She has one novel published, and it’s priced at $.99 (not that that has anything to do with it, but it needs to be mentioned because she’s making less than 35 cents royalty on each sale). Her current rank on Amazon (most of her tweets are Kindle; I’m not ruling out BN/Kobo sales, but they are certainly a small parts of the pie historically, and by nature of the links she sends).

Current rank on Amazon in the paid store: 310,167

Self-published authors know exactly what that ranks means. For those of you who don’t obsess in watching the KDP reports (ahem), I’ll tell you: not a whole heck of a lot. My guesstimate on sales volume would be around 2 to 3 copies per week, so maybe a dozen sales in a month. (Check out Edward Robertson’s quickie formula, which is quite accurate from what I’ve measured myself). This book is in a popular category and has an average ranking on Amazon of 4.5, with no 1-star reviews.

I am NOT belittling her or making fun of her sales. I’m not naming names – she may even be a he, so there. I’m just illustrating using a real world example (and my own experiment) how the medium of Twitter just ain’t what authors think it is. This woman, for all her hard work online (300 tweets a day? Good Lord…), is pulling in maybe four bucks a month in Amazon royalties. And that sucks. My opinion, should she (or he!) ever ask, would be to quit that craziness and spend that 300 tweet time per day writing another book, but she (or he!) hasn’t asked. (As an aside, she’s doing this manually and does not have an automated system to retweet certain people or lists or keywords. Don’t ask me how I know…I just do. There are ways to tell…)

Why doesn’t it work? Just off the top of my head, my first conclusion is that a lot of authors online are followed by…wait for it…other authors. It’s a great community, but we’re all writing and trying to sell. Don’t bombard each other with your own book links. We’re all too poor to buy books, and I mean that in two ways: money and time. My Kindle account is rife with books I haven’t gotten to, and may never get to, because my priority is writing the next one. (I can’t read a book while in the midst of writing – otherwise my thoughts, ideas, dialogue, etc. pull too much from that work.)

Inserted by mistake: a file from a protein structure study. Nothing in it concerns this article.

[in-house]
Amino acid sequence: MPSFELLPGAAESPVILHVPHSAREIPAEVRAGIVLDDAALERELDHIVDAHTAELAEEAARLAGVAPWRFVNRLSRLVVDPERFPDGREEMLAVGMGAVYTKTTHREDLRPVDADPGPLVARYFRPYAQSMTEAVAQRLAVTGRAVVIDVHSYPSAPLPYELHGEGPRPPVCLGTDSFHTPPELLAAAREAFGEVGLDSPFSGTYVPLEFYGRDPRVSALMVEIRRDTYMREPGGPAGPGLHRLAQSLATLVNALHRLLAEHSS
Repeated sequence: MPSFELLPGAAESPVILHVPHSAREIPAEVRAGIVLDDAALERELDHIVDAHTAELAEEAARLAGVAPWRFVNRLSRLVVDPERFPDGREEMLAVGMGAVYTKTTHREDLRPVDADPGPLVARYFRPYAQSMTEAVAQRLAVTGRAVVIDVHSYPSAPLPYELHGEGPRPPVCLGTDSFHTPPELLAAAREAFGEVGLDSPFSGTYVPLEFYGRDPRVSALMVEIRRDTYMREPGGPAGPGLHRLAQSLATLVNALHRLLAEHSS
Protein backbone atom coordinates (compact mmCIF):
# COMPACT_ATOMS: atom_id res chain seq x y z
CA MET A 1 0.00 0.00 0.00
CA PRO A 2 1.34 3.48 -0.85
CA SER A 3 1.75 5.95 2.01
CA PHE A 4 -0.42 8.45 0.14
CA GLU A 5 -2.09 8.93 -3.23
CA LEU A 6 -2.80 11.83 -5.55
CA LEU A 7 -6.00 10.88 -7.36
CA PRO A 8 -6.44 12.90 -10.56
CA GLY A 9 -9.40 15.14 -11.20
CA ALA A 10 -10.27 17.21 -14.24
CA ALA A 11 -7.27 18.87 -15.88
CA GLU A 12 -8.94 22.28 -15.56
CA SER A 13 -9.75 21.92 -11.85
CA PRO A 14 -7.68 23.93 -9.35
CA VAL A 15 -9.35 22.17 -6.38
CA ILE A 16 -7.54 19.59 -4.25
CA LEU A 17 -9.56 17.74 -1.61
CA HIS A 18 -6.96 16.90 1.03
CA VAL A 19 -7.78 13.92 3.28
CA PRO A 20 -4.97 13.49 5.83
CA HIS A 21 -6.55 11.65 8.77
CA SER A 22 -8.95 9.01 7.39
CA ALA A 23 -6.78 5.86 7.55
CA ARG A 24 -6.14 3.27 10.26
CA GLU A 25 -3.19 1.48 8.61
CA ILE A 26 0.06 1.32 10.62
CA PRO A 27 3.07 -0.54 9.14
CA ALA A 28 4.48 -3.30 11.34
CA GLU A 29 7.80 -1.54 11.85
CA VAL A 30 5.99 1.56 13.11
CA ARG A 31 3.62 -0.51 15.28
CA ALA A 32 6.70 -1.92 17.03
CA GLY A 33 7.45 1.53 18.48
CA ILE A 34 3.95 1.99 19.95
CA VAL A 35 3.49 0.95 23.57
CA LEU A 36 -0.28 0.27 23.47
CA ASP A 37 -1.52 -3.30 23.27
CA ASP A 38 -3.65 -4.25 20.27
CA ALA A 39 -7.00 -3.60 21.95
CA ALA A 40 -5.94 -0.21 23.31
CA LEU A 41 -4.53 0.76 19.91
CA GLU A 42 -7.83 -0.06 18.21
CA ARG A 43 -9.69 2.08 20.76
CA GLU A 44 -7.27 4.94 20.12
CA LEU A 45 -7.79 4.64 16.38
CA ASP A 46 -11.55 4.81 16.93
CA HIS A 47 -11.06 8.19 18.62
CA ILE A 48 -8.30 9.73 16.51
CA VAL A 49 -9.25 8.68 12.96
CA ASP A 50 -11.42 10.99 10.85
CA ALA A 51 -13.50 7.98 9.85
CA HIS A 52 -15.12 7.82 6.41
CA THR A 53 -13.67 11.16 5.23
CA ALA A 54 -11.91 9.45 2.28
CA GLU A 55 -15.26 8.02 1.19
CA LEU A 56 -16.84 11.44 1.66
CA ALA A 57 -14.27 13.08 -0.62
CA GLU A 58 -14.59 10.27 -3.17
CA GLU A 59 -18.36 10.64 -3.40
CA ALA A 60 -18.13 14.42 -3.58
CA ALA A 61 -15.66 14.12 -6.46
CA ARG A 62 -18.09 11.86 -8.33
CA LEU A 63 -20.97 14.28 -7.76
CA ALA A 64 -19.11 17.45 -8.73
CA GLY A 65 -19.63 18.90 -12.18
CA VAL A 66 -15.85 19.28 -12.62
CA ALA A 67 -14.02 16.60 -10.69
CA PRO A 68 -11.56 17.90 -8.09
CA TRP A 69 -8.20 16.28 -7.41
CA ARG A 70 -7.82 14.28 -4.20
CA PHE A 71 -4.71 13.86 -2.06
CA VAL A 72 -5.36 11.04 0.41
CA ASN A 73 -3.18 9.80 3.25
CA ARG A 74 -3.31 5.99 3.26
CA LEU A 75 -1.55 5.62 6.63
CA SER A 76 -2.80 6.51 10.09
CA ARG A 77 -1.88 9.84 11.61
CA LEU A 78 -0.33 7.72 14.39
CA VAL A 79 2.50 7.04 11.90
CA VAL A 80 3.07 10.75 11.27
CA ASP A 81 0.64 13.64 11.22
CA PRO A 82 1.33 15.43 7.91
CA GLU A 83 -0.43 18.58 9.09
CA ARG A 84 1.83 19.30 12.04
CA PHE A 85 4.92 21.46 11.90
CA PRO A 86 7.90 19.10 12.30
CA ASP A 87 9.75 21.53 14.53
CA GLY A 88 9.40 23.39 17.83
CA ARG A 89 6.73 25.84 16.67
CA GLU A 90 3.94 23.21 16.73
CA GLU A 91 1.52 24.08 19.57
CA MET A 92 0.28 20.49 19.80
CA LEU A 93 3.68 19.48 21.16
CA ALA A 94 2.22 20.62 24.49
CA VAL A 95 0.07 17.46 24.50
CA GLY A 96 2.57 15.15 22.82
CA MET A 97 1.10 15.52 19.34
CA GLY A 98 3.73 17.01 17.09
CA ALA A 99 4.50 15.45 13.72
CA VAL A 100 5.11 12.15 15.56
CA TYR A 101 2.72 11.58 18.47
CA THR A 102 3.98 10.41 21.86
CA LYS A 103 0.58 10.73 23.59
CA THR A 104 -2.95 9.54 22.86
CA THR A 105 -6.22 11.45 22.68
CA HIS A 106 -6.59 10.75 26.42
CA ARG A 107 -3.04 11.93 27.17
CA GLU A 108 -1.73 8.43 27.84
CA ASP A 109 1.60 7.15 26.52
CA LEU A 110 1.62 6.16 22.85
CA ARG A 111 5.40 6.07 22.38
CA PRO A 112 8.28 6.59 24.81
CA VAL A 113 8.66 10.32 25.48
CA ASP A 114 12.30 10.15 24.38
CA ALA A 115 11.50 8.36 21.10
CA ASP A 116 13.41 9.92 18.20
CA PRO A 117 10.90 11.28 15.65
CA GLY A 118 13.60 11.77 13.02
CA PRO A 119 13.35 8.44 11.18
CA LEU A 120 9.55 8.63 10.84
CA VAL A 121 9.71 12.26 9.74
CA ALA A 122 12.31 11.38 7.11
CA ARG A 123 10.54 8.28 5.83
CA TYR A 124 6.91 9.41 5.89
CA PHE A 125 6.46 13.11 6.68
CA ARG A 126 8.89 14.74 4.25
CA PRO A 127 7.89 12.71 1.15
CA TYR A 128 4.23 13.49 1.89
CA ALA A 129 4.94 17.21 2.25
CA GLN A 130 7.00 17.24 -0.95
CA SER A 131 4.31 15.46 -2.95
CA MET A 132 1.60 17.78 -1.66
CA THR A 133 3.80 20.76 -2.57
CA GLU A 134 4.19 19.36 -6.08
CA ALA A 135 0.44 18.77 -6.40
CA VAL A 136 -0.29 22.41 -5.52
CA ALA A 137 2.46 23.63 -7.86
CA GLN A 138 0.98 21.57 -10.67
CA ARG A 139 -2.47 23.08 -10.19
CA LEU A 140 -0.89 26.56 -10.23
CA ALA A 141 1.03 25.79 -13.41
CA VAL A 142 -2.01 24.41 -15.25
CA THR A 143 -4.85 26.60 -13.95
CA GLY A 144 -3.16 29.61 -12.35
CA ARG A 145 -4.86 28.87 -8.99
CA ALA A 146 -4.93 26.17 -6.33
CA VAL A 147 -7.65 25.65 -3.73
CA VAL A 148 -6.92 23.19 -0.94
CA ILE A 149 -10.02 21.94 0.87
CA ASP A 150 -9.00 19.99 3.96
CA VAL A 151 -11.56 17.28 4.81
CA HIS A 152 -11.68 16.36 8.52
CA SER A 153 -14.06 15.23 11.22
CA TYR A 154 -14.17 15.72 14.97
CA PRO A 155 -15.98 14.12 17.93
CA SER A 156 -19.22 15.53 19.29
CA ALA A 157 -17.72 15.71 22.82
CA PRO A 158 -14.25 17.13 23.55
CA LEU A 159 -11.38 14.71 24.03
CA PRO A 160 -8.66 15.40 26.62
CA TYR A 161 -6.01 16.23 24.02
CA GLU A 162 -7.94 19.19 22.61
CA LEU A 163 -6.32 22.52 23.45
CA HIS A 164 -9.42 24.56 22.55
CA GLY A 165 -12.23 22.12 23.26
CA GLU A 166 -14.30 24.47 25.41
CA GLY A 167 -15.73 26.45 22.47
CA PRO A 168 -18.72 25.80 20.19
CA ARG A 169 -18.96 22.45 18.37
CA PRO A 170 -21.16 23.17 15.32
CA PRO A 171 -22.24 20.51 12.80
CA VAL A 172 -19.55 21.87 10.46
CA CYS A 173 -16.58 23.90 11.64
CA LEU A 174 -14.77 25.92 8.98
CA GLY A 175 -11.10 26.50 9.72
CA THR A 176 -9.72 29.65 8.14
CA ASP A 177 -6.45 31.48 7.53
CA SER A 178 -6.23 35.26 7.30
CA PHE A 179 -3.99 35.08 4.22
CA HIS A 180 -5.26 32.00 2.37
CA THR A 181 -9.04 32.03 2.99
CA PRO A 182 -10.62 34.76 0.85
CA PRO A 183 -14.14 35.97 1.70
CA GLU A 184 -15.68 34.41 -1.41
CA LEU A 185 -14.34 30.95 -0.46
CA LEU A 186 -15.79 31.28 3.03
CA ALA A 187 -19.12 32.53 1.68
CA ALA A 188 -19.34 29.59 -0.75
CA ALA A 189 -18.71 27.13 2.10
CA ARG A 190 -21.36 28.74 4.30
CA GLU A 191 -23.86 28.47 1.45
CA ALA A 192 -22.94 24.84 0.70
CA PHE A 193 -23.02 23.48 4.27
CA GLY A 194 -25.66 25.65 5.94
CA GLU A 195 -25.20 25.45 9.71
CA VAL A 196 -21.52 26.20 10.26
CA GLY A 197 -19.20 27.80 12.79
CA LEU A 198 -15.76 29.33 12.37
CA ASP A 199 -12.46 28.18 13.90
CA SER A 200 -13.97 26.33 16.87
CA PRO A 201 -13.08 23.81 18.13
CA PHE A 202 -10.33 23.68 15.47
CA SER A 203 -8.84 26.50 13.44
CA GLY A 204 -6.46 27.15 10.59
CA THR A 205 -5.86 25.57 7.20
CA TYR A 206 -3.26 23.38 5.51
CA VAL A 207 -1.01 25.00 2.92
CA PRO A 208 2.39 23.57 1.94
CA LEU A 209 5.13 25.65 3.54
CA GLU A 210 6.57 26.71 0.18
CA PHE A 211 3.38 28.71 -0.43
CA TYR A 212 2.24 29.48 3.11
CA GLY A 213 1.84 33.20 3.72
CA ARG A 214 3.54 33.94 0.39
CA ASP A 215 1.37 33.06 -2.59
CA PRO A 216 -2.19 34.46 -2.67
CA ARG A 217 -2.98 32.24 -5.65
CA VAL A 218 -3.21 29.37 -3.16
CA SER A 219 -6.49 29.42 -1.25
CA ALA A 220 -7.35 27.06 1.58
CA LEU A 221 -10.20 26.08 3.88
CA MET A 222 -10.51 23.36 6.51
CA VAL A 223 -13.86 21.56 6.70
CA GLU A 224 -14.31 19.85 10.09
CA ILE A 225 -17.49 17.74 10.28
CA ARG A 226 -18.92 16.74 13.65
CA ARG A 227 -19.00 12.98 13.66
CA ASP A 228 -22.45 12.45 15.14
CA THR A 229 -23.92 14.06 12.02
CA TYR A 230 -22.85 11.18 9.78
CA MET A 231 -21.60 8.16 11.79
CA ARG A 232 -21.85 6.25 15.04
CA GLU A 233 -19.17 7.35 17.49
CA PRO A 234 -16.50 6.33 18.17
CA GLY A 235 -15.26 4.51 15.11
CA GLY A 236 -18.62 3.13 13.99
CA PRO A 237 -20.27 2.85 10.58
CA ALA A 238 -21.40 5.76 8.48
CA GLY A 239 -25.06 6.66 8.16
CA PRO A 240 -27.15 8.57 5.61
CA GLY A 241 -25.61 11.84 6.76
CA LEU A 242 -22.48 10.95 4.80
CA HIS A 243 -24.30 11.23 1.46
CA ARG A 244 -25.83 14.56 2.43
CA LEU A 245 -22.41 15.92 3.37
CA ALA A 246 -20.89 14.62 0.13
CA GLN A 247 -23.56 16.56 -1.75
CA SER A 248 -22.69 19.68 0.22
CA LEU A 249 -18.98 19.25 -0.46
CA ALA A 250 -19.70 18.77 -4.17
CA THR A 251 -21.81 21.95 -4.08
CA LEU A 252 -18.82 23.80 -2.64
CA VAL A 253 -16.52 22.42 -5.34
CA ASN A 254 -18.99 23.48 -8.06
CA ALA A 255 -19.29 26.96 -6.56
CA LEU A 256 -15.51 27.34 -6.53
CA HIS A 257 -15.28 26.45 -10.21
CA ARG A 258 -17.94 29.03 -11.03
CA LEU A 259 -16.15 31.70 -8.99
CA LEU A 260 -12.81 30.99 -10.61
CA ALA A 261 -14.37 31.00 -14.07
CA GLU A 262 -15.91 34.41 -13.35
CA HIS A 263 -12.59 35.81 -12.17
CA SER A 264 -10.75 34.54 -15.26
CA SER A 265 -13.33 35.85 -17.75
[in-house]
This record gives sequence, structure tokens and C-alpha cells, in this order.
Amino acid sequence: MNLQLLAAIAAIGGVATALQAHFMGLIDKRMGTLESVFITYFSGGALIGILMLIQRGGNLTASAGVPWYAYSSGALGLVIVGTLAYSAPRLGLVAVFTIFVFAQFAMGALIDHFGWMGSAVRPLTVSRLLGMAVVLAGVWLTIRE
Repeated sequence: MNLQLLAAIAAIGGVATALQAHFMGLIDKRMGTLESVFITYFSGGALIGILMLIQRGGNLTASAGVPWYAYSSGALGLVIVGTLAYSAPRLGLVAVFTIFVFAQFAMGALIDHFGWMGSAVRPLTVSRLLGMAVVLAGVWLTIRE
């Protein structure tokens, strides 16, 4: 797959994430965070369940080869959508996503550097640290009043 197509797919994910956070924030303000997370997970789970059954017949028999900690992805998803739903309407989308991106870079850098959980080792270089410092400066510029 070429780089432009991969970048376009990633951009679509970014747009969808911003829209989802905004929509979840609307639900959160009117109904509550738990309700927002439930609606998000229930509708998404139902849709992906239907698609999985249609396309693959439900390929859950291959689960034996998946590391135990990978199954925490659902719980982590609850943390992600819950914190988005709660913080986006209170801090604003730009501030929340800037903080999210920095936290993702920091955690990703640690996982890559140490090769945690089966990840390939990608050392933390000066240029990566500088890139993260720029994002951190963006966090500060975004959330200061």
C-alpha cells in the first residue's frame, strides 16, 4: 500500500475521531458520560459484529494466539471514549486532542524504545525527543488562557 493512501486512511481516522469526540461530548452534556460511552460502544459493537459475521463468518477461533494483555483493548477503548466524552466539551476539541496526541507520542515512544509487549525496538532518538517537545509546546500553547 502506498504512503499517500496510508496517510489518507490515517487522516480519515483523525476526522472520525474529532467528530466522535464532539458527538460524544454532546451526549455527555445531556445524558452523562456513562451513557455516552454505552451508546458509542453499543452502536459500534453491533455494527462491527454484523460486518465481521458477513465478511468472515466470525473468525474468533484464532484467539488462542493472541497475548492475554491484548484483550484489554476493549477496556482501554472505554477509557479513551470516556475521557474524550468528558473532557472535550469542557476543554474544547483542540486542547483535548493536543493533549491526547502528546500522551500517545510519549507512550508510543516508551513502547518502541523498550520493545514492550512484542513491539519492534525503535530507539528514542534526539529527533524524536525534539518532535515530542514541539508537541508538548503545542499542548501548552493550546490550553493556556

Another conclusion – Twitter is a volatile medium, one not truly suited for effective commerce. In order to be seen as much as possible by the widest audience possible, an advertiser (don’t kid yourself, authors – you are advertisers) needs to send many messages throughout the day in order to hit the right target when that target is watching. Which is why you see the same TV commercial several times each evening on the same channel – consistency and repetition in the message. So what happens is that advertiser is overdoing it to those who spend a lot of time on Twitter, and those messages are ignored (or the tweeter is taken out of a list and never looked at again) just so Johnny who checks his feed once every other day sees the message. (In other words, you’re pissing people off.)

I will mention my books from time to time, usually in conjunction with a sale price, or a mailer promo, or maybe when receiving a new review (I do like to crow whenever I have the chance, be warned). But I’m not the type to tweet incessantly, and probably never will. Because it simply doesn’t work.

Feel free to disagree, vent, call me names, whatever. But I’d love to hear your thoughts, or perhaps your results…

steve

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My live Oscars tweeting from the FUTURE was spot on – 3 for 3, baby…

Yes, I admit – I watched the Oscars. Not for the idiocy, or the gowns, or the self-congratulatory atmosphere, but for the movies themselves. It’s the only awards I’ll ever (or have ever) watch. I’m a movie fan, so deep down I dig watching clips of the best of the best, seeing the actors outside the roles, and who doesn’t like predictions?

Instead of predicting, I decided to live tweet from the FUTURE. No, really:

Screen Shot 2013-02-25 at 8.25.08 AM

Check out the time stamp. That’s 8:06PM east coast time, hours before the three biggies came out. And at somewhere past 11:30PM (Jeez, those things run long), there they were:

Best Actress: Jennifer Lawrence
Best Actor: Daniel Day Lewis
Best Picture: Argo

Uncanny, huh?

Screen Shot 2013-02-25 at 8.25.27 AM

I’m not telling my secret. Nope, you’ll never find out…

tardis-image-picture

steve

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New lower price on Gabriel’s Redemption, book 1 of the scifi trilogy – $2.99/£1.99/€2.99

Gabriel's Redemption full res[Insert witty and entertaining comment here]

‘Nuff said – now Gabriel’s Redemption is $2.99 (£1.99, €2.99 in most non-US) for the major e-reader platforms. Maybe it’s permanent, maybe not…gamble if you must.

If gambling’s not your thing, pick it up now at the following fine retailers:

Kindle US
Kindle UK
Nook
iBookstore
Kobo

Pray that I do not alter the deal any further.

And if I haven’t stumped enough for the prequel, Gabriel: Zero Point is free across the major platforms as well.

Enjoy – and as always, I’d love to hear your feedback. You know, as I write a new story…hint, hint.

steve